Fans of Eric Drooker’s earlier books (Flood, Blood Song) may find this graphic novel disappointing. It’s exciting that a leftist artist like Drooker was chosen to animate a leftist poem like Howl.
But this book is not truly a graphic novel. These illustrations are simply stills taken from the film Howl (which came out earlier this fall), used to illuminate lines of the poem.
I haven’t yet seen the film, and so to me, this book seemed like those pictures books parents buy their kids after seeing a Disney film, a kind of printed souvenir. As in much of his earlier work, Drooker uses a dark palette and images of urbanism and industrialism to signify evil. But the woodcut/scratchboard look of Drooker’s art is gone. His drawings appear more 3-D; this film animation is more Shrek-like, than Persepolis-like.
Some of the pictures and text synch well: Swells of pink and gold swirl out a saxophone player’s horn, filling the dark night with bursts of color that match the written poetry: “…and rose reincarnate in the ghostly clothes of jazz in the goldhorn shadow the band …”
But too often the picture seems chosen only the closest match, plucked from the hundreds of frames used to make the animation. The illustrations often have murky backgrounds, and lack a focal center. And without action, the narrative is lost.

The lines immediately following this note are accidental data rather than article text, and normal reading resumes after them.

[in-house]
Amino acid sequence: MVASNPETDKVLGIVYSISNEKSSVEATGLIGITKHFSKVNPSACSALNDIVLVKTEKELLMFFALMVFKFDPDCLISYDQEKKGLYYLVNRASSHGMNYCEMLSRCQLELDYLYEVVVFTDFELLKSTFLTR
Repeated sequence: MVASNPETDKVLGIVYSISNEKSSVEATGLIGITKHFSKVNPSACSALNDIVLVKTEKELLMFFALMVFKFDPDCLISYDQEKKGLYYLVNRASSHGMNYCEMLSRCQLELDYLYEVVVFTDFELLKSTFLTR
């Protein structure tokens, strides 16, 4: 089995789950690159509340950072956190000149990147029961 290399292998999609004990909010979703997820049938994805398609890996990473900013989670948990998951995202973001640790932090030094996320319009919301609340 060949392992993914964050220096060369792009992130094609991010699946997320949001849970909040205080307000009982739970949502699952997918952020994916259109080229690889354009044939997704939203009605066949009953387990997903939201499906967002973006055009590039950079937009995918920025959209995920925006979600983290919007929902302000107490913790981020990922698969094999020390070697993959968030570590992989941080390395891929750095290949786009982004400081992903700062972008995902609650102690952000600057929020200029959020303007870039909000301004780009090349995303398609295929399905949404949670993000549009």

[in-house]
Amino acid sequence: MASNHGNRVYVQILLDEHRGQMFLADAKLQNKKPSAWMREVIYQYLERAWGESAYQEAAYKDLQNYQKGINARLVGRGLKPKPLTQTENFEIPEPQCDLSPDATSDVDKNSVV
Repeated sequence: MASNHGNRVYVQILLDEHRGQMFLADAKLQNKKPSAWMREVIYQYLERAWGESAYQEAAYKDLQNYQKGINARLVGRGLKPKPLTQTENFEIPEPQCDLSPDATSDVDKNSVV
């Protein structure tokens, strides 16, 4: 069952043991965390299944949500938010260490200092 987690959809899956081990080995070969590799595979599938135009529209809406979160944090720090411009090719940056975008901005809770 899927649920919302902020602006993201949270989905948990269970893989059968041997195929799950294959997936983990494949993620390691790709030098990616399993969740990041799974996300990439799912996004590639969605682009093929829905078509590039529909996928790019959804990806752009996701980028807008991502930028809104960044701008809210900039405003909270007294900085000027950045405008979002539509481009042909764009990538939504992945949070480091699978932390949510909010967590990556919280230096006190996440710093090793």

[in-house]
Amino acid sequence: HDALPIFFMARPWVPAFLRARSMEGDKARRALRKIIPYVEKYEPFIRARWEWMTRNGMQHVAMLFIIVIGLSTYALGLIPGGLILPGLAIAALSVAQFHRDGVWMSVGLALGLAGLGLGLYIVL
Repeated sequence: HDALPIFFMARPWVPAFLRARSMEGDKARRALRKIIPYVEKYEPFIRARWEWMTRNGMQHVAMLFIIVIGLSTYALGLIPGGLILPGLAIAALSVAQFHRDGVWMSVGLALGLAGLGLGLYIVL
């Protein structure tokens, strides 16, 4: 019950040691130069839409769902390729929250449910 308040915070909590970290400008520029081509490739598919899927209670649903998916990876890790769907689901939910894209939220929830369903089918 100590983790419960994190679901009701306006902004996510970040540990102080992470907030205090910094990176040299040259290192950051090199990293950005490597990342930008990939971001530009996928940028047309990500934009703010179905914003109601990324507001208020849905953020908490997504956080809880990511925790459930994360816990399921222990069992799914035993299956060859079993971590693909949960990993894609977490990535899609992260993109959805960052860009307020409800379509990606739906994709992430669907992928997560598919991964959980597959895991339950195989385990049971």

The ebb and flow of clouds moving, the chase scenes and smoke swirling that narrates the film are lost in this book.
Characterization is unclear, too. Some scenes show a young Ginsberg typing. Others show men–seemingly representing the every man-running, fighting, suffering. But how they come together, overlap or don’t, is unexplained.
Although this review isn’t intended to reexamine Ginsberg’s text, it’s interesting how relevant the poem (with these illustrations) still is. Unintentionally, some of both the drawings and words seem to invoke events such as the BP oil spill (and the monster look of the rigs) as well as the recent economic downturn and conservative backlash in the U.S.
Purchase this book as a way to relive the experience of the film or as an illustrated version of the poem Howl, but not as a graphic novel.